How to Create a Neumorphic Design With SwiftUI

In this neumorphic design tutorial, you’ll learn how to use SwiftUI’s powerful modifiers to craft beautiful custom elements. By Yono Mittlefehldt.

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Don’t deny it. You feel the longing, that absence to make hearts grow fonder. You’re heart’s been fond to near bursting since the release of iOS 7. You miss your dear skeuomorphism.

When you look at your screens today, they look so flat and boring. Then again, when you look at those pre-iOS 7 designs, they’re old and outdated. If only there was a skeuomorphic design language that looked new and fresh.

You’ve come to the right place!

In late 2019, a tweet made the rounds that included designs from Alexandar Plyuto. And they are fabulous:

Modern skeuomorphic design

In this tutorial, you’ll learn how to recreate some of these design elements in SwiftUI. You will discover how to:

  • Use linear gradients to give depth to your views.
  • Create complex effects by combining simple ones such as shadows.
  • Master the art of the inverse mask, an effect that does not exist natively in SwiftUI.

Get ready for a whole lot of design fun!

Getting Started

Smart homes are all the rage these days. Not to be outdone, super villains and mad scientists are now super into smart lairs. Hey, you don’t build your HQ in an active caldera without wiring some mad tech throughout.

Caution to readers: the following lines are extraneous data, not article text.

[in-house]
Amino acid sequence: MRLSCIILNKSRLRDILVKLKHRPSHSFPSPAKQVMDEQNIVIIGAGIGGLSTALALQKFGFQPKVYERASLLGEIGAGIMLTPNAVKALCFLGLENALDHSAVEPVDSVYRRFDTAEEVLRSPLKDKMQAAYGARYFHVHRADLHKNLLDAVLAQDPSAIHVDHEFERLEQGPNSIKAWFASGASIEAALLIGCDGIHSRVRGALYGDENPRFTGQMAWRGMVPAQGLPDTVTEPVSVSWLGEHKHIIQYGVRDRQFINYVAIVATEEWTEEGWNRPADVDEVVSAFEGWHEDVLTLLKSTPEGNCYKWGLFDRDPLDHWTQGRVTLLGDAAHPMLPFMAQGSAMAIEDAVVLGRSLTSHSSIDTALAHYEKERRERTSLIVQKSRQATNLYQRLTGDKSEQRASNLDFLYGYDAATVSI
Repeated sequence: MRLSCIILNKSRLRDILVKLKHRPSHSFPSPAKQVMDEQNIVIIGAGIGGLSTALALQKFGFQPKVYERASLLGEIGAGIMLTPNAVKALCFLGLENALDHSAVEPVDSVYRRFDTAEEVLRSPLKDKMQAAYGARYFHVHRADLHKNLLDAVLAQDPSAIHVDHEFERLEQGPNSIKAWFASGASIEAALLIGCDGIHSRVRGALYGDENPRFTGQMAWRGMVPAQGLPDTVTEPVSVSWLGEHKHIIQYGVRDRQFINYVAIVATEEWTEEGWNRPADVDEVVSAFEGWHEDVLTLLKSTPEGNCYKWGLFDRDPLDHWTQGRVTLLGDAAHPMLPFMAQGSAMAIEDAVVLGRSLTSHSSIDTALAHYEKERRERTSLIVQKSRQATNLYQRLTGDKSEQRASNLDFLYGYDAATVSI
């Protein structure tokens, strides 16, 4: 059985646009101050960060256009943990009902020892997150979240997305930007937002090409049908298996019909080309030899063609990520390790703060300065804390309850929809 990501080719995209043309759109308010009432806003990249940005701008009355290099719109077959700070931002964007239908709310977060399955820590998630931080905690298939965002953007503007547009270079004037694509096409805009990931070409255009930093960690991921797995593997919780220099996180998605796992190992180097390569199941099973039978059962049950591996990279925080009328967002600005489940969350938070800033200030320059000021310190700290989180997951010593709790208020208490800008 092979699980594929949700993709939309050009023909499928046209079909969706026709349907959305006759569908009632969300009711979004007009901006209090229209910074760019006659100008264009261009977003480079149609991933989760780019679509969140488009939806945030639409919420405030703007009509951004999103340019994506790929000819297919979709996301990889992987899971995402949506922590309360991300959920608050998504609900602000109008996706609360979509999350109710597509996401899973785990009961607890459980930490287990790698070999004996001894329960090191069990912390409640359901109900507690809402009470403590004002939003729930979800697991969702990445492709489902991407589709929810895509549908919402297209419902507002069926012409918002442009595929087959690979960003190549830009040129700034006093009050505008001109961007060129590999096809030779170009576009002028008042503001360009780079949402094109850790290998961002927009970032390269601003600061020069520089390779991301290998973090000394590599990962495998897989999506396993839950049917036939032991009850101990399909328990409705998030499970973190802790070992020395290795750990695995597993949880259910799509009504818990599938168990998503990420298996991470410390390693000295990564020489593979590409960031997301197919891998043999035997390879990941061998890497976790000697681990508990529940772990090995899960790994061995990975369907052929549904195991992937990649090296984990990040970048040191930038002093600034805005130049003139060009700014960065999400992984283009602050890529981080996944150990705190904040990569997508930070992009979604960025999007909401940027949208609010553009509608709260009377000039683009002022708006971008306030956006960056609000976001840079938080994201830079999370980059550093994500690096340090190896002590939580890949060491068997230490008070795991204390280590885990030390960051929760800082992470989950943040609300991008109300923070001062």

Here’s the little-known secret: The app super villains use to control their lairs — called SmartLair — is as flat and boring as the Home app on your iPhone. Maybe more so.

In this exercise, you’ve retrieved a copy of SmartLair’s source code through illicit back channels. You’ve been threatened, erm, hired to snazz it up.

To get started, click the Download Materials button at the top or bottom of this tutorial. Open the begin project and explore its contents.

Remember: This is a big opportunity for you. If the villains like your work, it could lead to more contracts in the future. But if they don’t, well, laser sharks aren’t known to be picky eaters.

Introducing Linear Gradient

Before you begin, you need to familiarize yourself with LinearGradient. Skeuomorphic design leans heavily on linear gradients. They’re kind of a big deal.

In SwiftUI, you define a linear gradient like this:

  gradient: Gradient(colors: [.white, .lairLightGray]),
  startPoint: UnitPoint(x: 0.2, y: 0.2),